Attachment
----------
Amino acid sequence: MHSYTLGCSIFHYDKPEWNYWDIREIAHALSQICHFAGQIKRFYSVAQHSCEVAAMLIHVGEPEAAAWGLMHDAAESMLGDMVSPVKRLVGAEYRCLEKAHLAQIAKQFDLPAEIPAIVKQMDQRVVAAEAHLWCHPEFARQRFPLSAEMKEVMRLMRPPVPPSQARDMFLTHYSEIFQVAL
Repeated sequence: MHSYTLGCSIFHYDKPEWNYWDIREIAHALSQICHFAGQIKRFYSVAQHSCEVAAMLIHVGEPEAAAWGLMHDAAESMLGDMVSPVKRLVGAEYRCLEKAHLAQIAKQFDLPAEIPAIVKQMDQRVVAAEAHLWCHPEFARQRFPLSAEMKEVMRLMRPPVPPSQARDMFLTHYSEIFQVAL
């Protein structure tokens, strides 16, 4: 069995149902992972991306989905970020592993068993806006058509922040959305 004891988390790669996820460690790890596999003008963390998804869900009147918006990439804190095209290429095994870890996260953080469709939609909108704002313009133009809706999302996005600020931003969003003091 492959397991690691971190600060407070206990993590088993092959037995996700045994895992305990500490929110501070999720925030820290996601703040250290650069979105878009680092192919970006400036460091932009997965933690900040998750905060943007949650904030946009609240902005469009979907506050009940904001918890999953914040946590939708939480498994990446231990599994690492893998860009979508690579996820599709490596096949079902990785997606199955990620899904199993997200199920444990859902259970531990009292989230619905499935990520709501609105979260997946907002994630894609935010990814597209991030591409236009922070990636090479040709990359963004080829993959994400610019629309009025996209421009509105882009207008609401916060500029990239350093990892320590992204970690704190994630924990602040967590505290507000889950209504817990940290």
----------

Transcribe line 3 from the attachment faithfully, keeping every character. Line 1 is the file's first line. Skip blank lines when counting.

């Protein structure tokens, strides 16, 4: 069995149902992972991306989905970020592993068993806006058509922040959305 004891988390790669996820460690790890596999003008963390998804869900009147918006990439804190095209290429095994870890996260953080469709939609909108704002313009133009809706999302996005600020931003969003003091 492959397991690691971190600060407070206990993590088993092959037995996700045994895992305990500490929110501070999720925030820290996601703040250290650069979105878009680092192919970006400036460091932009997965933690900040998750905060943007949650904030946009609240902005469009979907506050009940904001918890999953914040946590939708939480498994990446231990599994690492893998860009979508690579996820599709490596096949079902990785997606199955990620899904199993997200199920444990859902259970531990009292989230619905499935990520709501609105979260997946907002994630894609935010990814597209991030591409236009922070990636090479040709990359963004080829993959994400610019629309009025996209421009509105882009207008609401916060500029990239350093990892320590992204970690704190994630924990602040967590505290507000889950209504817990940290």